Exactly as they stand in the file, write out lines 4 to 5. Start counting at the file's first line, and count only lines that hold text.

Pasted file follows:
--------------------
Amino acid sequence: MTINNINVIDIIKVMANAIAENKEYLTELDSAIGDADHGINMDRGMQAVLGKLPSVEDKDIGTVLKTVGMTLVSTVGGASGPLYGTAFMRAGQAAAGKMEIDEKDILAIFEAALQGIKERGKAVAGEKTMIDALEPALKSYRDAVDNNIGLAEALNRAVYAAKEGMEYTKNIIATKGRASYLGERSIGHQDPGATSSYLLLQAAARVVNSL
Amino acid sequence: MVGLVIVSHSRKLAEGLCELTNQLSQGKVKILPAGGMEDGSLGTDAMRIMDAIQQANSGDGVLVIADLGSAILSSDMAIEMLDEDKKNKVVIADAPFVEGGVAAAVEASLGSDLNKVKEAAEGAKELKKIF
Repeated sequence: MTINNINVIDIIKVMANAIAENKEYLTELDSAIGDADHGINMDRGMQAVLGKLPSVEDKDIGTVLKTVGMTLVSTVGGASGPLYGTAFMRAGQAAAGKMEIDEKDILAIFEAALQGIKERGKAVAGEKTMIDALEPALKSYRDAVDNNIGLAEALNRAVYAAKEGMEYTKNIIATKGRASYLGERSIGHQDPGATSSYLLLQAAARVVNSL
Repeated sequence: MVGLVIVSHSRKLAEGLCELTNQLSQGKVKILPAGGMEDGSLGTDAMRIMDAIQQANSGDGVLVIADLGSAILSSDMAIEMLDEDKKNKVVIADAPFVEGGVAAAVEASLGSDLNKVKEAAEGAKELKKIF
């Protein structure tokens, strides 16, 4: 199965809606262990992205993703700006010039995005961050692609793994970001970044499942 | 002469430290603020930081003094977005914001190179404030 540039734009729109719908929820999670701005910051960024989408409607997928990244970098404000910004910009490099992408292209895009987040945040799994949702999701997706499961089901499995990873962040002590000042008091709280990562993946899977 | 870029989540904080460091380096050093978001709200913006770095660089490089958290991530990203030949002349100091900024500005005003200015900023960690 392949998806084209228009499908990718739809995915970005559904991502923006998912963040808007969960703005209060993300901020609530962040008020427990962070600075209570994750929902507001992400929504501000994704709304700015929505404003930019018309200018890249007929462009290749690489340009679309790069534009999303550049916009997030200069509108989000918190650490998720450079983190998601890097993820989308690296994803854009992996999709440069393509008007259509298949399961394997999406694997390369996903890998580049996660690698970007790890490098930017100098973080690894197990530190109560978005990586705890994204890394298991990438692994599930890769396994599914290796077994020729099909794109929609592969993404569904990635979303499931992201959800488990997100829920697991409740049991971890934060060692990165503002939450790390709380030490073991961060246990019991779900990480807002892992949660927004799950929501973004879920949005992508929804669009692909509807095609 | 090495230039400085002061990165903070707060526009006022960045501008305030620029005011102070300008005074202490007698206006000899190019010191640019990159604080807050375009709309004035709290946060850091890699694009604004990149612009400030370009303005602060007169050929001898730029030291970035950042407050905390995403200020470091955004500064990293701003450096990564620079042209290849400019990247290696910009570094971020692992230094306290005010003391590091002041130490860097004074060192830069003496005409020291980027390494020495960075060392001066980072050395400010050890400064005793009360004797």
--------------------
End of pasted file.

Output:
Repeated sequence: MVGLVIVSHSRKLAEGLCELTNQLSQGKVKILPAGGMEDGSLGTDAMRIMDAIQQANSGDGVLVIADLGSAILSSDMAIEMLDEDKKNKVVIADAPFVEGGVAAAVEASLGSDLNKVKEAAEGAKELKKIF
């Protein structure tokens, strides 16, 4: 199965809606262990992205993703700006010039995005961050692609793994970001970044499942 | 002469430290603020930081003094977005914001190179404030 540039734009729109719908929820999670701005910051960024989408409607997928990244970098404000910004910009490099992408292209895009987040945040799994949702999701997706499961089901499995990873962040002590000042008091709280990562993946899977 | 870029989540904080460091380096050093978001709200913006770095660089490089958290991530990203030949002349100091900024500005005003200015900023960690 392949998806084209228009499908990718739809995915970005559904991502923006998912963040808007969960703005209060993300901020609530962040008020427990962070600075209570994750929902507001992400929504501000994704709304700015929505404003930019018309200018890249007929462009290749690489340009679309790069534009999303550049916009997030200069509108989000918190650490998720450079983190998601890097993820989308690296994803854009992996999709440069393509008007259509298949399961394997999406694997390369996903890998580049996660690698970007790890490098930017100098973080690894197990530190109560978005990586705890994204890394298991990438692994599930890769396994599914290796077994020729099909794109929609592969993404569904990635979303499931992201959800488990997100829920697991409740049991971890934060060692990165503002939450790390709380030490073991961060246990019991779900990480807002892992949660927004799950929501973004879920949005992508929804669009692909509807095609 | 090495230039400085002061990165903070707060526009006022960045501008305030620029005011102070300008005074202490007698206006000899190019010191640019990159604080807050375009709309004035709290946060850091890699694009604004990149612009400030370009303005602060007169050929001898730029030291970035950042407050905390995403200020470091955004500064990293701003450096990564620079042209290849400019990247290696910009570094971020692992230094306290005010003391590091002041130490860097004074060192830069003496005409020291980027390494020495960075060392001066980072050395400010050890400064005793009360004797």